And in our view, what’s extremely important day to day is that these technologies, even if they are still a little immature, can be a valid way to confront the consequences of the financial crisis in the local productive community, both in industrial microenterprises and among small to medium-sized enterprises (SMEs), from the neighborhood workshop to the component factory.

Will there be a need for organizations like OuiShare or Las Indias within 10 years?

What I want and see as possible is a world with phyles, more than a world of phyles. Phyles are necessary vectors to expand this whole new economy without creating new regional differences, creating spaces of well-being and opportunities to skip over borders that are more and more damaging, both socially and economically.

Will OuiShare or Las Indias be necessary? Almost certainly.We must not fall into the individualist mystification that has sterilized the concept of the market and let it impoverish our view of the network.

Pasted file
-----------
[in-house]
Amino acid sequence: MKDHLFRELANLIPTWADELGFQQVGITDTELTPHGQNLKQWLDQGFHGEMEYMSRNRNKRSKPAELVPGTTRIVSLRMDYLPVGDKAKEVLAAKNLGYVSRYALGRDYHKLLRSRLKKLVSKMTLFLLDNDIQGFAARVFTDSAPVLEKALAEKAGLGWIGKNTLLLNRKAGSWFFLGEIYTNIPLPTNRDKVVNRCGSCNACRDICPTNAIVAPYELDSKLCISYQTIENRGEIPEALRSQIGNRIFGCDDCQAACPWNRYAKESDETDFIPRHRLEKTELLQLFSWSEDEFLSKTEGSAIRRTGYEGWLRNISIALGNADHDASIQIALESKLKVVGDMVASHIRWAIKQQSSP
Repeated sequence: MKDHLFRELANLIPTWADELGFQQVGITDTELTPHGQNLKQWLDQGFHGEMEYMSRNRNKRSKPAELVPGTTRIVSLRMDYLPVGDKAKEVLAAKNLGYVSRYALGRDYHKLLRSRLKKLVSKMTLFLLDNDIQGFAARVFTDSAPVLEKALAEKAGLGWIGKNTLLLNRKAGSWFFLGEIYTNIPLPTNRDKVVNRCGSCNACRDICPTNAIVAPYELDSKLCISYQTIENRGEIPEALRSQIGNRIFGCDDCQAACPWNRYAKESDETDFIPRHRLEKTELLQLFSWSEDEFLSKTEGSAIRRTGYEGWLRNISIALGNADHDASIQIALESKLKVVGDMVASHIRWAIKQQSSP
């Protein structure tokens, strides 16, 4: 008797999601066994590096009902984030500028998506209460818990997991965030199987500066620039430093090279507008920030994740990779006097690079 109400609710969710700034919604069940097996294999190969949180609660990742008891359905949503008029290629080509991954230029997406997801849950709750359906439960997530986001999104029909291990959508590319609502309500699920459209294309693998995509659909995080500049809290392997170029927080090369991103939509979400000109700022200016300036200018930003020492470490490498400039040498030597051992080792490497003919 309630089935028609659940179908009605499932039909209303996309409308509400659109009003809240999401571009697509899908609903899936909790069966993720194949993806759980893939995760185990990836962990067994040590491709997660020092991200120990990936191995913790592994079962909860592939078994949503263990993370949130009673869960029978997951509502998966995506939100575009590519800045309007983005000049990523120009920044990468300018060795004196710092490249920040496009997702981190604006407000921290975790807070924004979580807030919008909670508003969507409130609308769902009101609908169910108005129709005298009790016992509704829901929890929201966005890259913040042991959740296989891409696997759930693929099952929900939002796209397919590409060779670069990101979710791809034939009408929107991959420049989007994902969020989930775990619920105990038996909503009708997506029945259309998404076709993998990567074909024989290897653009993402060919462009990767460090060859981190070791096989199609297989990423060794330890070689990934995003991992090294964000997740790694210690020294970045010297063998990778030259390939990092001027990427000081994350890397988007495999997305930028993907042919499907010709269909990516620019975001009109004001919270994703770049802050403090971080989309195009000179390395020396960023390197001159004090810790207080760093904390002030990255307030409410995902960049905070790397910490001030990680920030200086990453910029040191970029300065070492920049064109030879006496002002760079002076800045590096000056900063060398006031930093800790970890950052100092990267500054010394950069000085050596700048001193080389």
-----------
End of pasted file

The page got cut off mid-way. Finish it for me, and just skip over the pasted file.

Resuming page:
The traditional Mediterranean market wasn’t just a place for buying and selling. It was also a space for political and social interaction and — this is too often forgotten — the place where teachers, poets, philosophers were found with their disciples and judges arbitrated conflicts. The market is not exclusively a monetary relationship, but above all, a social and cultural relationship based on exchange, but also on donation. There’s no market without a non-market setting, without “gratia et amore” and without “love of the Art,” since Art was technique and technology, but also the community of artisans itself.

In the same way, the network is not only the relationship that unites us with the knowledge commons through communities of purpose. The network is, above all, conversation, and therefore “clumps,” preferences, choices, networks of communities that people cross out of a desire to share and be with others. The network is made up of communities that are also spaces of affections. It’s not just a network of individuals who only relate to each other “for” something. Because of this, and because our capacity to emotionally link to others is limited by time and by our own inheritance as a species to relatively small groups, always there will be groups, clumps, real communities that are differentiated in the great space of the network.

David de Ugarte’s talk had problems with the audio, but we have added subtitles. We also recommend you read this fantastic post on the blog of Las Indias, where the same concepts are explained: Phyles and the new communitarianism.